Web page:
News broke recently that the Bureau of Land Management’s National Wild Horse and Burro Advisory Board had recommended euthanizing 45,000 wild horses and burros being held in government holding facilities throughout the United States.
The Bureau of Land Management (BLM) has since responded to the public outcry, and wants to clarify that they do not intend the kill these animals. Jason Lutterman who handles public affairs on behalf of the Wild Horse and Burrow Program said: “It was the National Wild Horse and Burro Advisory Board, an independent panel made up of members from the public, that made the recommendation to the BLM, and we have since stated that we will not be euthanizing any healthy horses or selling without a limitation that they go to good homes – i.e., not slaughter.
“Though our capacity to gather excess horses from the range is only about 3,500 a year, we will continue to manage the growth of herds as best as possible to protect their habitat and the health of the horses themselves.
“We do use birth-controls where possible, in herds where the horses are more used to humans and, thus, remote darters are able to get closer to the animals, but, as the National Academy of Sciences stated in their 2013 report, there is “no highly effective, easily delivered, and affordable fertility-control methods [available]. ” It’s not feasible to use a one-year effective birth control in herds that are comprise of thousands of animals that roam over hundreds of thousands of acres.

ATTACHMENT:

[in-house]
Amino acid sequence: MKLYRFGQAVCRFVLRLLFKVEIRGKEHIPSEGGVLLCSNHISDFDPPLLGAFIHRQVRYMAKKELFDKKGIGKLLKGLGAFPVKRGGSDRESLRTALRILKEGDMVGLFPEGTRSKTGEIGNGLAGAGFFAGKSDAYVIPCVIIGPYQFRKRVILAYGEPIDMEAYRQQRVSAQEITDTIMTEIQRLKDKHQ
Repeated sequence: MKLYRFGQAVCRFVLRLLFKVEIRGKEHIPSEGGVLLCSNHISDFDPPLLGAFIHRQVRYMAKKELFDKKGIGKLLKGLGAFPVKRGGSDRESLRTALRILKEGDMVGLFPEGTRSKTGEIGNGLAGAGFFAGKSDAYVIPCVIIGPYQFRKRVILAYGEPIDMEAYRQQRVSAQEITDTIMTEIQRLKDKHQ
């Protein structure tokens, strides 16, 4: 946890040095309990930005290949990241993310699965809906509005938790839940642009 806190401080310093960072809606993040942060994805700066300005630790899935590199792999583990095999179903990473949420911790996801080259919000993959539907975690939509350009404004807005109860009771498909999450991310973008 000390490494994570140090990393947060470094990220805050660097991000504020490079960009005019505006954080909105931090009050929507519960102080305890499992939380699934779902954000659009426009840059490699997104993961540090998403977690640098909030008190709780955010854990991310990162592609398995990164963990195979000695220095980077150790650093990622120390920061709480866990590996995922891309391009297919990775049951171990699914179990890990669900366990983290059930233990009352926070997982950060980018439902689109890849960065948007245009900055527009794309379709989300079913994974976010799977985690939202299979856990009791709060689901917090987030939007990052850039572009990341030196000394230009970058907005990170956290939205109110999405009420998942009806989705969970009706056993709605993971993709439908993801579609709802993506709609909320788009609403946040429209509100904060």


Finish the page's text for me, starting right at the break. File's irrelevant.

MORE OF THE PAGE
“The BLM launched in 2015 a research initiative to develop better, longer-lasting fertility-control options and we hope to soon have more tools in our toolbox for managing wild horses and burros that rely less on removing excess animals from the range and adding to our off-range population.
“We will continue to care for the unadopted wild horses and burros in our off-range corrals and pastures as we try to place them into good homes.”
According to the BLM website, the BLM manages, protects and controls wild horses and burros under the authority of the 1971 Wild Free-Roaming Horses and Burros Act (as amended by Congress in 1976, 1978, 1996, and 2004). This law authorizes the BLM to remove excess wild horses and burros from the range to sustain the health and productivity of the public lands. The BLM also manages the nation’s public lands for multiple uses, in accordance with the 1976 Federal Land Policy and Management Act. The Bureau manages wild horses and burros as part of this multiple-use mandate.
For more information about the Wild Horse and Burro Program, click here.